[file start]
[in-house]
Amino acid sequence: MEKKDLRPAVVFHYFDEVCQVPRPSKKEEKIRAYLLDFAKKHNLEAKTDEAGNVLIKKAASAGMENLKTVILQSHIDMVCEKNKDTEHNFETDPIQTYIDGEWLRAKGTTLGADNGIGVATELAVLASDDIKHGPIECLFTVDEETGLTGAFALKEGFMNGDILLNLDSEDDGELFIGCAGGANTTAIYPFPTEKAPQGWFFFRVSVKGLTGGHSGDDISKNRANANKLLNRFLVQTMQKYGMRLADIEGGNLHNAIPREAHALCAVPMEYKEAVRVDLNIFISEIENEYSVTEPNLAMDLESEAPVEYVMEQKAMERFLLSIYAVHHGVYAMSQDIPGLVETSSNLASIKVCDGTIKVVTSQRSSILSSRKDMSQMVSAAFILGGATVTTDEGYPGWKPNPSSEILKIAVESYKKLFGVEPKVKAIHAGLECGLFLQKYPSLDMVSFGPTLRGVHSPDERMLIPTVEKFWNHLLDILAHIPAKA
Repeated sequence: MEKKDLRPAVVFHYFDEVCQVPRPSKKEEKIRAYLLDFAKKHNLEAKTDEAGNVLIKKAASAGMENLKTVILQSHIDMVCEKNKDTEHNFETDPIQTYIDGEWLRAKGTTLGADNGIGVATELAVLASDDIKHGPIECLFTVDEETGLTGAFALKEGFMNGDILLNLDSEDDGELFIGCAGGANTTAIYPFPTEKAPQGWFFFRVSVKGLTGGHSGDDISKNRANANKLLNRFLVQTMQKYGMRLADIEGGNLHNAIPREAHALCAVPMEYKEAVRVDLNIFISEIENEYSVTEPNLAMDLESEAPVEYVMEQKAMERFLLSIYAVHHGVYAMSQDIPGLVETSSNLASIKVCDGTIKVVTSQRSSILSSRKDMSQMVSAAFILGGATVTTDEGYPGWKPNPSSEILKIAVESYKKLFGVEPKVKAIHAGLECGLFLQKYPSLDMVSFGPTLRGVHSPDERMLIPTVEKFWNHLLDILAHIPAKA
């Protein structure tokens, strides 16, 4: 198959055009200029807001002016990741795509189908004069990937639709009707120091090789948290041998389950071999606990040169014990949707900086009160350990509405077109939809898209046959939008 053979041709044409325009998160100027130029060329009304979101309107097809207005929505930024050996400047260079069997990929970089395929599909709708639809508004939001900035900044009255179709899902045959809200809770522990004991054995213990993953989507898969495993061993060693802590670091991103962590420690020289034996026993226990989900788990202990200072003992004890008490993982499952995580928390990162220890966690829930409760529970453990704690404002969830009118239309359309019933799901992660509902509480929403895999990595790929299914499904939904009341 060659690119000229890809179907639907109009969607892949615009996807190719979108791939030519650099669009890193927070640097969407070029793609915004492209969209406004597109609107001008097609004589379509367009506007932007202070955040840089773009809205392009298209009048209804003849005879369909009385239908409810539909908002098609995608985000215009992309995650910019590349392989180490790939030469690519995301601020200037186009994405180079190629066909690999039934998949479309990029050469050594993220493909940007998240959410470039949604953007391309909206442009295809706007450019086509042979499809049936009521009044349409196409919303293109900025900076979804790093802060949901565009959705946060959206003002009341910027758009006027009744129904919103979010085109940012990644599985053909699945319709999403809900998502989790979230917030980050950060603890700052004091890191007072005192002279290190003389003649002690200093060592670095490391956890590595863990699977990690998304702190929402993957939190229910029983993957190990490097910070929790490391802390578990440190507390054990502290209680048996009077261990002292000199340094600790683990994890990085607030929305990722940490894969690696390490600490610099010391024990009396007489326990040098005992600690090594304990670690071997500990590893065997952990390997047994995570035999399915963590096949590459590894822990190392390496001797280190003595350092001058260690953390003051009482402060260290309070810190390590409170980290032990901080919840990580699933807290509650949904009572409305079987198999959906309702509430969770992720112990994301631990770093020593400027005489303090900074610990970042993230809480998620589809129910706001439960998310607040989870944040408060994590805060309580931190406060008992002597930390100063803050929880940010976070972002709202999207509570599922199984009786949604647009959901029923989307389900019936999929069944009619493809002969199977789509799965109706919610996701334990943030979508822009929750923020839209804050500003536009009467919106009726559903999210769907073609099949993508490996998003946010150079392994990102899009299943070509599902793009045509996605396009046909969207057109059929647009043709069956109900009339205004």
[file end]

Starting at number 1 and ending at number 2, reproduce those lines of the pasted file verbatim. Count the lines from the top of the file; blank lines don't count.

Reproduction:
[in-house]
Amino acid sequence: MEKKDLRPAVVFHYFDEVCQVPRPSKKEEKIRAYLLDFAKKHNLEAKTDEAGNVLIKKAASAGMENLKTVILQSHIDMVCEKNKDTEHNFETDPIQTYIDGEWLRAKGTTLGADNGIGVATELAVLASDDIKHGPIECLFTVDEETGLTGAFALKEGFMNGDILLNLDSEDDGELFIGCAGGANTTAIYPFPTEKAPQGWFFFRVSVKGLTGGHSGDDISKNRANANKLLNRFLVQTMQKYGMRLADIEGGNLHNAIPREAHALCAVPMEYKEAVRVDLNIFISEIENEYSVTEPNLAMDLESEAPVEYVMEQKAMERFLLSIYAVHHGVYAMSQDIPGLVETSSNLASIKVCDGTIKVVTSQRSSILSSRKDMSQMVSAAFILGGATVTTDEGYPGWKPNPSSEILKIAVESYKKLFGVEPKVKAIHAGLECGLFLQKYPSLDMVSFGPTLRGVHSPDERMLIPTVEKFWNHLLDILAHIPAKA